Since this case was brought in anticipation of a complaint, rather than in response like the cake decorator case, it could not be resolved based on unique facts. This circumstance required the panel of judges from the 10th Circuit who heard the case to address not just a religious freedom claim, but also a claim that the law violated the First Amendment’s free speech clause by requiring the owner of the web design firm to endorse messages with which she disagreed.
The court decided 2-1 in favor of the state.
The majority agreed with the business owner that creating wedding websites is protected speech, since the websites are actively created by the business rather than being designed by the customer and merely housed on a server. That conclusion did not end the analysis, though. The majority also concluded that the state “has a compelling interest in protecting both the dignity interests of members of marginalized groups and their material interests in accessing the commercial marketplace.”
It was not enough for the court that the business would provide other services to LGBT customers or that same-sex couples could get the same service from another provider: The ruling said that “LGBT consumers will never be able to obtain wedding-related services of the same quality and nature as those that Appellants [the business bringing the lawsuit] offer.” To the majority, this meant that the state’s approach of requiring this particular business to provide the service was the only way to advance its interests.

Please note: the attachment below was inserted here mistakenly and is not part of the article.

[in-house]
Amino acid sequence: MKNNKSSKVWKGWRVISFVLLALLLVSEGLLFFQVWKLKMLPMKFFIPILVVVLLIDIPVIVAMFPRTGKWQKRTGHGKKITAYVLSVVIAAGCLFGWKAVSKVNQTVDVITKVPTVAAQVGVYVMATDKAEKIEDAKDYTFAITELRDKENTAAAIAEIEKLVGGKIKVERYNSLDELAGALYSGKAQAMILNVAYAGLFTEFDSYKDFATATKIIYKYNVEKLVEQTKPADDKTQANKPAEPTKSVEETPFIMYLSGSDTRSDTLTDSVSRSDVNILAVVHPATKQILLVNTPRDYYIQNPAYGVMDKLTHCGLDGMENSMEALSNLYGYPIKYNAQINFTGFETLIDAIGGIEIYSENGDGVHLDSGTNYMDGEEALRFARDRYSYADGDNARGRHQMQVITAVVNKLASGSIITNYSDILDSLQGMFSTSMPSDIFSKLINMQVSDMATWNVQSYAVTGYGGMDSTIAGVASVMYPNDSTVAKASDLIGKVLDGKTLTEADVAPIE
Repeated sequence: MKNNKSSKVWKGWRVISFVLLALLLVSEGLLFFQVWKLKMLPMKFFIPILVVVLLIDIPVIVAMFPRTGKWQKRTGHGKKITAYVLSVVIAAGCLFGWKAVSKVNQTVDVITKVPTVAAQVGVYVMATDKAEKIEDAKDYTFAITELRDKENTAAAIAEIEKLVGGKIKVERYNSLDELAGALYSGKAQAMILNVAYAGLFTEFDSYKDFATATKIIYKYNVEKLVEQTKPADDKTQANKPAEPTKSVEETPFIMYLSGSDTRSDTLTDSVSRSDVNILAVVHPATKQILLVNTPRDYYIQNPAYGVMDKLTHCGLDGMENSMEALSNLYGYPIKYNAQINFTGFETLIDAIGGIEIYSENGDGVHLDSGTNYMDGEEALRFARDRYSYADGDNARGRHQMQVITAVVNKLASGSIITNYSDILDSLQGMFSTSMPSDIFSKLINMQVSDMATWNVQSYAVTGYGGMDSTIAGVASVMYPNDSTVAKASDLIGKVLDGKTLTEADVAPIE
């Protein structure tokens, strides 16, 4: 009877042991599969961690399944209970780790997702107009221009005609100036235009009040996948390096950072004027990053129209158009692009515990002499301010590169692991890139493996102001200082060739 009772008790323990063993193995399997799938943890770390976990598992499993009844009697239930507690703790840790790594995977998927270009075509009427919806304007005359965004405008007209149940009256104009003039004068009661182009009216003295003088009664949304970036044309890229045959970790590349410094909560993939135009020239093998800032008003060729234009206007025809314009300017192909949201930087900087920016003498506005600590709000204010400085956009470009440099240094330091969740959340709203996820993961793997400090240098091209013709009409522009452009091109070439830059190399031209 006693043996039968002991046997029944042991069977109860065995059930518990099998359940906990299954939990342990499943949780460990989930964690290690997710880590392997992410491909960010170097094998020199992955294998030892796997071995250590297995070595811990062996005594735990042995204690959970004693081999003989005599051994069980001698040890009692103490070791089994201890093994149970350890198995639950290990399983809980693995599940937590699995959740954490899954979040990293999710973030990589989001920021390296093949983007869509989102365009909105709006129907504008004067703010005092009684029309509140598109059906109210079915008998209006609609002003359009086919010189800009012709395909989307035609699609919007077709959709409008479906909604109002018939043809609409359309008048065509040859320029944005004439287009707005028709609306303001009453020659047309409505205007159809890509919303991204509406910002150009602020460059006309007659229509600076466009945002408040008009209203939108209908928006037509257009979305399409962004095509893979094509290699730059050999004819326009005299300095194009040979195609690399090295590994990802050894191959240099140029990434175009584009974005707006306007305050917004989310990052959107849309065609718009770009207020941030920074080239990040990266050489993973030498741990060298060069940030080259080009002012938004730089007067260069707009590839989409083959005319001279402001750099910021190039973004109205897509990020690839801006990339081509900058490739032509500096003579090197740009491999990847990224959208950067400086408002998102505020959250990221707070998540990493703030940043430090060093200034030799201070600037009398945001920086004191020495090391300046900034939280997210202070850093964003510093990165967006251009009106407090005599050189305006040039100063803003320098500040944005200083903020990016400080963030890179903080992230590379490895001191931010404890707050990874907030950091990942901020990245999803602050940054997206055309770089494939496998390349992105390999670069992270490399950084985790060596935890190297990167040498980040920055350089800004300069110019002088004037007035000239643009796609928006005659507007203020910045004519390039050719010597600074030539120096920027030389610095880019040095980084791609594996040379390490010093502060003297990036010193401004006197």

Regarding the proposed statement on the business’s website, the majority concluded, “Colorado may prohibit speech that promotes unlawful activity, including unlawful discrimination.”
The majority also concluded the discrimination law would not infringe the business owner’s religious freedom since there was “no evidence that Colorado will enforce” the discrimination law “in a non-neutral fashion” (i.e., treat religious and secular refusals to create content differently). The majority distinguished the Colorado law from the Philadelphia law invalidated by the Supreme Court earlier this year. The court had pointed to the possibility of exemptions from the Philadelphia foster care law, which allowed religious and nonreligious groups to be treated differently. The majority in the Colorado case concluded there were no relevant exemptions from the discrimination statute and thus no unequal treatment of religious and nonreligious businesses.